Evidence of the growth curve can be seen in efforts under way across the country to weave the use of videodisks into K-12 curricula.

In California, as part of the "Science 2000" project, the education department proposes to make videodisks an integral part of 7th-grade science instruction.

The department, meanwhile, is involved in a videodisk project with the National Geographic Society and Lucasfilm Ltd., the production company founded by George Lucas, creator of the "Star Wars" and "Indiana Jones" films. The cooperative effort produced GTV, a U.S.-history videodisk package that emphasizes geography's role in the nation's development. The disks contain graphics, film footage, and still images from a variety of archival sources, including the geographic society's photo files. A computer interface allows students to rearrange the images on the disk to create their own productions.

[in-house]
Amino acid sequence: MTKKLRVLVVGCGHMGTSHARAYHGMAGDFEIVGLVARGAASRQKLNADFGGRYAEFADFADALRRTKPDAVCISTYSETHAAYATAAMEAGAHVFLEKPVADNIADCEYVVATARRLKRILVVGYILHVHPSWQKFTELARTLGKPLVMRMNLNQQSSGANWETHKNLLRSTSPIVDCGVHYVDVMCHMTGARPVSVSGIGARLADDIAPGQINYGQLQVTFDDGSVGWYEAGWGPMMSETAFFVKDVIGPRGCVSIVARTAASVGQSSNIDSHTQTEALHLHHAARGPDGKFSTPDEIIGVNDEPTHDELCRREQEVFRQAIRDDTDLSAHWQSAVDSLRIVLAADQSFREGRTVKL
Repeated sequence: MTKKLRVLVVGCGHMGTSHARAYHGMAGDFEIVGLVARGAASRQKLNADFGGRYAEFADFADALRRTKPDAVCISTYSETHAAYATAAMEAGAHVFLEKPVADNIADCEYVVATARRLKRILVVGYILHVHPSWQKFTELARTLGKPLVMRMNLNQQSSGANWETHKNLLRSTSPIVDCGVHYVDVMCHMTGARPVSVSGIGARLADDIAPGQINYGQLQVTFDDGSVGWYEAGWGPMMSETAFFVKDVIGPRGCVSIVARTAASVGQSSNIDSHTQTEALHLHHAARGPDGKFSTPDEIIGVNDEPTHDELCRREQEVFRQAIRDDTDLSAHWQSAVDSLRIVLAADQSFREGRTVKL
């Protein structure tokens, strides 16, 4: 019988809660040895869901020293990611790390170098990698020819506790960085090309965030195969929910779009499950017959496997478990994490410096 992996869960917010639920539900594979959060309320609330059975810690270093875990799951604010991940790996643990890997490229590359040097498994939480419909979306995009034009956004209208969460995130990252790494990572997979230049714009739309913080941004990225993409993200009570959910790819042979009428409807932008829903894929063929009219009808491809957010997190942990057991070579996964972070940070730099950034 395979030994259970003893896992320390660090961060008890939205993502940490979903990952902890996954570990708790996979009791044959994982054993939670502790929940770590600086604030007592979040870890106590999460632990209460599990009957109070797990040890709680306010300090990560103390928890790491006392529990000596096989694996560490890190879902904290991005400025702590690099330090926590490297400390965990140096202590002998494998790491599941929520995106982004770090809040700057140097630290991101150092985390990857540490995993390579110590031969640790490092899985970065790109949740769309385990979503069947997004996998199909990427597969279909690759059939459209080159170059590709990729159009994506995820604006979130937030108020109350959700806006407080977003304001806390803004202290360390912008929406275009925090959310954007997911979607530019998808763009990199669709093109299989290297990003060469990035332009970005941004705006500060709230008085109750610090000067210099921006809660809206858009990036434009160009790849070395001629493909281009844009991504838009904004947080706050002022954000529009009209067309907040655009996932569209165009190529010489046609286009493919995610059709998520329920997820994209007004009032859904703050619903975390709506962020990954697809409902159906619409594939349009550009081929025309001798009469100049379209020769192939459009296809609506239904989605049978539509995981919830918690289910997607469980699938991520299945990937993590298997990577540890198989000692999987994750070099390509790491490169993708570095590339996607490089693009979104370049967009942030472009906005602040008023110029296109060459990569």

Though the product, aimed at students in grades 7-12, exhibits the slick production values associated with Mr. Lucas's films, those involved are quick to argue that its pedagogical underpinnings are sound.

"It's not a 'Star Warsian' presentation," said George A. Peterson, the geographic society's director of educational media.

In other recent developments:

  • The Ohio legislature has appropriated $1 million to fund the establishment of interactive-videodisk learning centers in each of the state's Joint Vocational School Districts.
  • Pioneer Communications of America Inc., the nation's leading producer of videodisk players, lastel10lmonth announced an agreement with three educational publishers--Encyclopedia Britannica Educational Corporation, aims Media, and American School Publisher--to produce more than 400 pieces of videodisk software for the K-12 market.